The Executive Director of Wacam, human rights, environmental and mining advocacy non-governmental organisation (NGO), Mr Daniel Owusu-Koranteng has said that “the power imbalance that occurs during negotiating of mining contracts is a key issue that needed to be addressed”.
Mr Owusu-Koranteng, who was speaking at a stakeholders’ forum in Accra, said usually after licences were issued, communities were left to their fate to negotiate the terms with multinational mining companies, even though these communities lacked the capacity to do so.
“Consequently, the communities give their social license only for them to realise after about three years that their lands are gone and their rivers polluted but very small compensation has been paid; but then the companies insist there was a negotiation. When the nation opens up too much for big mining companies to locate in rural areas and we leave the poor people to their fate to negotiate on technical issues and documents such as the Environmental Impact Assessment, then the outcome normally indicates a kind of power imbalance,” he explained.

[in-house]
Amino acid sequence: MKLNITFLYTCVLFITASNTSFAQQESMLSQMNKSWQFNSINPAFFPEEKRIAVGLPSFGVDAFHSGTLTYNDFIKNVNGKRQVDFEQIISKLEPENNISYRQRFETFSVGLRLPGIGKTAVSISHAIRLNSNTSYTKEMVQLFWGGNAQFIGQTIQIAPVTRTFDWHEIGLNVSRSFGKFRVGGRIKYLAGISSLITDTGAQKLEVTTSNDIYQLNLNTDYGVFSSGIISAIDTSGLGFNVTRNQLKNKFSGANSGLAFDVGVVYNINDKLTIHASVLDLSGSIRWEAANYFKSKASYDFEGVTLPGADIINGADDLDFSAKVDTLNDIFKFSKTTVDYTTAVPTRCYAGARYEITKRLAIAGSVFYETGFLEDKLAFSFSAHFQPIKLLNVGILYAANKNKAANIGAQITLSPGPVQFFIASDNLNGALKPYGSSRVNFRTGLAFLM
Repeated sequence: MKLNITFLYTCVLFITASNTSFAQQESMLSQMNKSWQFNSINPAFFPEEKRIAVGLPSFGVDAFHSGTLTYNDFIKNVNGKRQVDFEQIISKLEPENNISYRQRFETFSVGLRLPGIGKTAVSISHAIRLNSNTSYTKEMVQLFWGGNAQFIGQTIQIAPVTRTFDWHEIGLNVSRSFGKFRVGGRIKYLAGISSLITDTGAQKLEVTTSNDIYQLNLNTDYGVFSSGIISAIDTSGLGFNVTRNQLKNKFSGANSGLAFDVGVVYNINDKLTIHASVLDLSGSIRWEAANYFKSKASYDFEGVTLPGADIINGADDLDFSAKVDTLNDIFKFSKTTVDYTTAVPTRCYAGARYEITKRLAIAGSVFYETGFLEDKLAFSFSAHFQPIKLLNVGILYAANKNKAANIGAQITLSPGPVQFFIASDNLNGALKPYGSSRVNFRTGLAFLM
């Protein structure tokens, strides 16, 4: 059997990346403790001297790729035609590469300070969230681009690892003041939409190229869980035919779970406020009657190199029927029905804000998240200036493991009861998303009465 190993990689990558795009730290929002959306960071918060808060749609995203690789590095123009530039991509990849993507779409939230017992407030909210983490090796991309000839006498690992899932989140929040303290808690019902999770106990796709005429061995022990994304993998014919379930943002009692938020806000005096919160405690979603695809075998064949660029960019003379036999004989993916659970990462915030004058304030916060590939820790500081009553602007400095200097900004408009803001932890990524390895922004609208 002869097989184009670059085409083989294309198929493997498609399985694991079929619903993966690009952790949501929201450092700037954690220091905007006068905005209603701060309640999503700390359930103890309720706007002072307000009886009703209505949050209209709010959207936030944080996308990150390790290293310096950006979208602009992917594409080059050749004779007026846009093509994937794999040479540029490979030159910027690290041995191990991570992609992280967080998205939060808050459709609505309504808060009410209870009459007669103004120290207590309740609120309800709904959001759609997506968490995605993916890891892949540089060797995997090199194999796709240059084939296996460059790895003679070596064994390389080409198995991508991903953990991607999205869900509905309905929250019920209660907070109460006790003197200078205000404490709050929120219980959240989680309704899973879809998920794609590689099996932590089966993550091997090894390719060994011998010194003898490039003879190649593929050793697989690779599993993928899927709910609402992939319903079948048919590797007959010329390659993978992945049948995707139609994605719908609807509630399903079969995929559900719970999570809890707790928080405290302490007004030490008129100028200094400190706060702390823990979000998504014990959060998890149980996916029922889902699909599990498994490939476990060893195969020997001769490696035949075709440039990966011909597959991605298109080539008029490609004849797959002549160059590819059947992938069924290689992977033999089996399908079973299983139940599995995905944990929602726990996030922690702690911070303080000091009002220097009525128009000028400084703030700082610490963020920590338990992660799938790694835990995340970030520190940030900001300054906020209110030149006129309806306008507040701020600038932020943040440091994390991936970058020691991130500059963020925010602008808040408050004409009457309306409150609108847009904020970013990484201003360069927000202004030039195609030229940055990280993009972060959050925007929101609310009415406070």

Mr Owusu-Koranteng said the current law was crafted to attract investors so there was the need for strong regulations, adding: “Everything is done to ensure that we promote mining. So it’s just like going to the market and your wares are not sold and in the evening you reduce the price for people to come and buy and that is what we did.”
Credit: Daily Graphic, Story by AmaAmankwaahBaafi